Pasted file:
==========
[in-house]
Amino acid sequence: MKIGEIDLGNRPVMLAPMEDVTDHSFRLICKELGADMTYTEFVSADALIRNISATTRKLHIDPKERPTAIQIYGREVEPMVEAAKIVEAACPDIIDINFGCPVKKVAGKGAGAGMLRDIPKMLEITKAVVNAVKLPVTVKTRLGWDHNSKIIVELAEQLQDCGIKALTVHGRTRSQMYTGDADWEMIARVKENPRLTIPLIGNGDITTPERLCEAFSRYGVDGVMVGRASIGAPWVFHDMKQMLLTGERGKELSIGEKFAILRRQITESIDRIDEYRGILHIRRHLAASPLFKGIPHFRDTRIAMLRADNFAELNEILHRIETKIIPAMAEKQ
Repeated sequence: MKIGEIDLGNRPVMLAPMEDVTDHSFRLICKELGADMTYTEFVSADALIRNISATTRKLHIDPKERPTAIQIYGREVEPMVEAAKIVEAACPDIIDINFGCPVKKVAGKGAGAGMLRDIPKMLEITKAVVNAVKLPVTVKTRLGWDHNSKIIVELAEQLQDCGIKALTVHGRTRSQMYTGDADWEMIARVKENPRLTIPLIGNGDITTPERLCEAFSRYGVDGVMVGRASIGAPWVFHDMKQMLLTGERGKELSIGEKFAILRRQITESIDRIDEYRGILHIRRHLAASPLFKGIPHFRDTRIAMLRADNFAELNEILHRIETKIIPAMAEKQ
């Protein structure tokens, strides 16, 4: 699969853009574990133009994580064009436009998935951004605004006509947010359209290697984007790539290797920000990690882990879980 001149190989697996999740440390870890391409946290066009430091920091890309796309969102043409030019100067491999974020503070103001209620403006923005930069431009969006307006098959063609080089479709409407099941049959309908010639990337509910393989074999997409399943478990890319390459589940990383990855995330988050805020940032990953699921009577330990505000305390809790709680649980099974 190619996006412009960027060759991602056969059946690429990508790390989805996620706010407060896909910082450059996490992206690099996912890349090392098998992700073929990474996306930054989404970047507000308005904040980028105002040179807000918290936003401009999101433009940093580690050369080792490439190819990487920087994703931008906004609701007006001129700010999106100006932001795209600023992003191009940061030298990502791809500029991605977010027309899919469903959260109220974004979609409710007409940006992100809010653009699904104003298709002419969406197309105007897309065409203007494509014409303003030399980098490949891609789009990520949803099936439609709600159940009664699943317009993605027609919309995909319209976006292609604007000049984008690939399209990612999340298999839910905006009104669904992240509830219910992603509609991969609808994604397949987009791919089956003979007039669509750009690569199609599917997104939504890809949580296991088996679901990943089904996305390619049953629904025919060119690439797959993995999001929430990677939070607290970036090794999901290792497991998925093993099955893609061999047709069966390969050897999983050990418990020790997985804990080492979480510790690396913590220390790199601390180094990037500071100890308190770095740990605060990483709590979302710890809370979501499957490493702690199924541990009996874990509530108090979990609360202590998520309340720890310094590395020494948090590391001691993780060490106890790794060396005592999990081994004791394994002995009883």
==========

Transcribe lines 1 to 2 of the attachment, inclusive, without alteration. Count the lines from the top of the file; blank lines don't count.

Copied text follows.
[in-house]
Amino acid sequence: MKIGEIDLGNRPVMLAPMEDVTDHSFRLICKELGADMTYTEFVSADALIRNISATTRKLHIDPKERPTAIQIYGREVEPMVEAAKIVEAACPDIIDINFGCPVKKVAGKGAGAGMLRDIPKMLEITKAVVNAVKLPVTVKTRLGWDHNSKIIVELAEQLQDCGIKALTVHGRTRSQMYTGDADWEMIARVKENPRLTIPLIGNGDITTPERLCEAFSRYGVDGVMVGRASIGAPWVFHDMKQMLLTGERGKELSIGEKFAILRRQITESIDRIDEYRGILHIRRHLAASPLFKGIPHFRDTRIAMLRADNFAELNEILHRIETKIIPAMAEKQ